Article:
The most important risk factor for cervical cancer is infection with human papilloma virus (HPV). That is why DNA tests are now recommended in conjunction with a Pap smear for women who are 30 to 65 years of age.
According to the National Cancer Institute, additional factors can further raise cervical cancer risk after an HPV infection. These include having many children, long-term oral contraceptive use, and chronic inflammation.
Increased risk is also associated with beginning sexual intercourse at an early age, having multiple sexual partners, infrequent Pap smears, cigarette smoking, a history of DES exposure, previous diagnosis of cervical cancer, compromised immune system from organ transplant or HIV, and the presence of other sexually transmitted diseases such as herpes.
2. Do I need cervical cancer testing even if I've had the HPV vaccine?
Because an HPV vaccine does not protect against all cervical cancers, women who have had the vaccine still need routine screening.
The Food and Drug Administration (FDA) has approved two vaccines for use in girls and women ages 9 to 26 to prevent cervical cancer. Both protect against HPV types 16 and 18, which cause 70% of cervical cancers, and HPV types 6 and 11, which cause about 90% of genital warts. The vaccines are given in three doses over a period of six months. The vaccines are effective only if received before an initial exposure to the virus, so girls and women should get them before becoming sexually active.
A single "abnormal" Pap smear does not necessarily indicate that cancer is present. The membranes covering the cervix undergo constant changes and repair. While treatment may not be necessary, the situation should be monitored closely. This may require a repeat Pap smear every three to six months until the situation is resolved.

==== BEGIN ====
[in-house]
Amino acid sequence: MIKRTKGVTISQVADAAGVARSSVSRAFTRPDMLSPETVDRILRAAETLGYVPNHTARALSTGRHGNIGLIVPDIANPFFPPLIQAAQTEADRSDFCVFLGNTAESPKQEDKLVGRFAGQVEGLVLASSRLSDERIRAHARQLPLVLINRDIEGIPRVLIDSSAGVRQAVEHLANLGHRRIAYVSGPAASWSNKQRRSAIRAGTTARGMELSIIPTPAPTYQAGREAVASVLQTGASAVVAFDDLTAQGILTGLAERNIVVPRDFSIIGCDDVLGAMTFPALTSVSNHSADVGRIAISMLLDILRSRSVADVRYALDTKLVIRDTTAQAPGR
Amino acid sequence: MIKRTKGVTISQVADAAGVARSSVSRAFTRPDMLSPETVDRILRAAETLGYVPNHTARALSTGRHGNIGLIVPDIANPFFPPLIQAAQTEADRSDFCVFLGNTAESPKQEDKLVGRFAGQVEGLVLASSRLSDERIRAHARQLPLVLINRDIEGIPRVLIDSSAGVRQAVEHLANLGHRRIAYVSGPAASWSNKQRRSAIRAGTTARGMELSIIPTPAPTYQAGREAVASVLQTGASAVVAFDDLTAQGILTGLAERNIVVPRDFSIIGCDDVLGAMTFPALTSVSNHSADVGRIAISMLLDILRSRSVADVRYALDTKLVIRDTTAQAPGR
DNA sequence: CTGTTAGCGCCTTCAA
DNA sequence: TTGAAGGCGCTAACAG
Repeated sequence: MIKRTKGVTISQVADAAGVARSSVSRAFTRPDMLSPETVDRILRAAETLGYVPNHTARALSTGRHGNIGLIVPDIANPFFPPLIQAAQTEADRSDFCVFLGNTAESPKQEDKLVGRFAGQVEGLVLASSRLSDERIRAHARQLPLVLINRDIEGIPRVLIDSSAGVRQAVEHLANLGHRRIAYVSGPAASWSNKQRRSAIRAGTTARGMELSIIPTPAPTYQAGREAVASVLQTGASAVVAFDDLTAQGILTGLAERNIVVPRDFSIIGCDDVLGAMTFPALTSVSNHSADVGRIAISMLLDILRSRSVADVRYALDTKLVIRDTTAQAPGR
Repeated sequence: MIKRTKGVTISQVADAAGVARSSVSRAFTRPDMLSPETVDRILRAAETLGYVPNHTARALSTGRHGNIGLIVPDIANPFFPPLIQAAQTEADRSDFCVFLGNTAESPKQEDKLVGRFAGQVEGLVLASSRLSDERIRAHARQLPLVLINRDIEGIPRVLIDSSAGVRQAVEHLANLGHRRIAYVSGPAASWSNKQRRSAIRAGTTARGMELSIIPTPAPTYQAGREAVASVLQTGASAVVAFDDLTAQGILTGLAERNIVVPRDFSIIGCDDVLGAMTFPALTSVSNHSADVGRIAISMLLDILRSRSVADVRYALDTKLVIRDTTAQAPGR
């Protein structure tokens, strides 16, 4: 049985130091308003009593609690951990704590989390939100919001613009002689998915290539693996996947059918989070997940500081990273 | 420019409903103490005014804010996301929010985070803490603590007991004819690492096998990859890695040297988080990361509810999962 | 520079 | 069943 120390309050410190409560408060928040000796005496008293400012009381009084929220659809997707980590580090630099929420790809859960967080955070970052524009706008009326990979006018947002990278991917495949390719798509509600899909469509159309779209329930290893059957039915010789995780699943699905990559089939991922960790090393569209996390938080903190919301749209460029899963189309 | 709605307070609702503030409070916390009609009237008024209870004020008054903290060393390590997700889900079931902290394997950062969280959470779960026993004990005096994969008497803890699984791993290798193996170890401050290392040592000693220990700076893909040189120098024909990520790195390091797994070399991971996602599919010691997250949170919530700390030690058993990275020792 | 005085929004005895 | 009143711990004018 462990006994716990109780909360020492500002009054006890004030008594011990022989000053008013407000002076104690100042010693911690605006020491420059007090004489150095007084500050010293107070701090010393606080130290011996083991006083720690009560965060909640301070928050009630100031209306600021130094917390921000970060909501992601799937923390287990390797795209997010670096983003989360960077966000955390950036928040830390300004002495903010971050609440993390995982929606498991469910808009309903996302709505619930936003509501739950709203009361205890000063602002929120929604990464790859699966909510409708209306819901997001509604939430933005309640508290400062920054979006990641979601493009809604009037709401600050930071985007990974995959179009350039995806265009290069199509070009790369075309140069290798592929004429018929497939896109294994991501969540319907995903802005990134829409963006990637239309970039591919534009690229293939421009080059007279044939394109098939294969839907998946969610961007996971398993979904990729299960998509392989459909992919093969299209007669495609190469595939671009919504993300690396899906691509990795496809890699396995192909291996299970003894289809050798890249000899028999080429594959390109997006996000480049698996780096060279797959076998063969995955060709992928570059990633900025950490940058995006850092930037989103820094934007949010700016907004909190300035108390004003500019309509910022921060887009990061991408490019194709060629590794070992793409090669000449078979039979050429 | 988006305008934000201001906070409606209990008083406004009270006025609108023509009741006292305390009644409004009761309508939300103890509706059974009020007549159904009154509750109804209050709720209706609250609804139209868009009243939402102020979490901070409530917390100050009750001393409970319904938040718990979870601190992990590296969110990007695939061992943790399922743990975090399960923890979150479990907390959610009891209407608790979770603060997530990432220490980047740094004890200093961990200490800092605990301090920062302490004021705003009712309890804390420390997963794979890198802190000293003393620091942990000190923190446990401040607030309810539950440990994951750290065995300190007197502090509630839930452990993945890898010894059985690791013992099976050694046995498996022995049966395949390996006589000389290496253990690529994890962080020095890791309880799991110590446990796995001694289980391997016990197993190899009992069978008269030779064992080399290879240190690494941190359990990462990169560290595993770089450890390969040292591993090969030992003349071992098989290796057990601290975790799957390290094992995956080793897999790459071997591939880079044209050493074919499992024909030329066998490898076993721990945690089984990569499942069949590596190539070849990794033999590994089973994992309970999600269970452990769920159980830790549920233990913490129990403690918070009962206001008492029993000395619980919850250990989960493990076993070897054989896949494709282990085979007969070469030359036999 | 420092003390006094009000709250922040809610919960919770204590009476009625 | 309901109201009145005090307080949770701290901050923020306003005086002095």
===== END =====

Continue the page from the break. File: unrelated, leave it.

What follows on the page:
Cervical cancer is a slow, progressive disease and may take years to advance beyond the cervix. Because of this fact, regular gynecologic examinations are necessary to spot precancerous cells and allow removal of affected tissue. Regular exams can also detect cervical cancer early if it does develop. With early detection, cervical cancer is easier to treat. Left unchecked, however, it is almost always fatal.
Treatment of cervical cancer depends on the stage of the disease. When the cancer is either limited to the lining of the cervix or contained within the cervix, treatments generally include surgical removal of abnormal tissue, cryotherapy (freezing abnormal tissue), or laser technology.
Interventions for more invasive cervical cancer may include surgery to remove the affected tissue and organs, radiation treatments to destroy any remaining cancerous cells, chemotherapy, or hysterectomy.
If you are diagnosed with cervical cancer, be aware that treatments for the disease are constantly evolving. Talk to your doctor and work with him or her as well as a gynecologic oncologist (a doctor who specializes in cancer of the reproductive organs) to choose a treatment plan that is best for you.
This article was last reviewed on June 11, 2012. | This article was last modified on March 27, 2015.
The review date indicates when the article was last reviewed from beginning to end to ensure that it reflects the most current science. A review may not require any modifications to the article, so the two dates may not always agree.
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